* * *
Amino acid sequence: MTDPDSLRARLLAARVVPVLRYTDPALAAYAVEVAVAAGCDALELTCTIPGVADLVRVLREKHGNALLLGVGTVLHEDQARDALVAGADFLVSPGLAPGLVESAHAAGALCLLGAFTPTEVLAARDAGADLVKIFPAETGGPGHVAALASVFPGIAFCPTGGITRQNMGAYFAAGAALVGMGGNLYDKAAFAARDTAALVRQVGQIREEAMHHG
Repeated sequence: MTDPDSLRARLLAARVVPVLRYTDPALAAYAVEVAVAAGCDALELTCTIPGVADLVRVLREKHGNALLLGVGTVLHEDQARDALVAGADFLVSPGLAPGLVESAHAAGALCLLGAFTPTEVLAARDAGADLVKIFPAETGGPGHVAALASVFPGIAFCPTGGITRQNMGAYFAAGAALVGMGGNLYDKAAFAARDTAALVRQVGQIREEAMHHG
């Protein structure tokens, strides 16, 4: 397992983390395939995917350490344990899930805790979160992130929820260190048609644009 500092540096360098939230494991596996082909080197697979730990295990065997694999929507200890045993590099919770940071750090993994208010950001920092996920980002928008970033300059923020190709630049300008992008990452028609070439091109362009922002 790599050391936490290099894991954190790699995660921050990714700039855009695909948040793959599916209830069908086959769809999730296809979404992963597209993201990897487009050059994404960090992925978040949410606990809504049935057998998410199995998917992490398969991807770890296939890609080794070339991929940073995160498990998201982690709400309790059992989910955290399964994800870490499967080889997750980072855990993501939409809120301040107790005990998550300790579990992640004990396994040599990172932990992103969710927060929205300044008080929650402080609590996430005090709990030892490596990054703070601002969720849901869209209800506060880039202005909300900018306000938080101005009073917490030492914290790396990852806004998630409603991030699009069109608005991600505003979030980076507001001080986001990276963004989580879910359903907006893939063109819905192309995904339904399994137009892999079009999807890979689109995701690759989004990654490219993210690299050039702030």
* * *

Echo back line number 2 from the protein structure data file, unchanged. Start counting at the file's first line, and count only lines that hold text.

Repeated sequence: MTDPDSLRARLLAARVVPVLRYTDPALAAYAVEVAVAAGCDALELTCTIPGVADLVRVLREKHGNALLLGVGTVLHEDQARDALVAGADFLVSPGLAPGLVESAHAAGALCLLGAFTPTEVLAARDAGADLVKIFPAETGGPGHVAALASVFPGIAFCPTGGITRQNMGAYFAAGAALVGMGGNLYDKAAFAARDTAALVRQVGQIREEAMHHG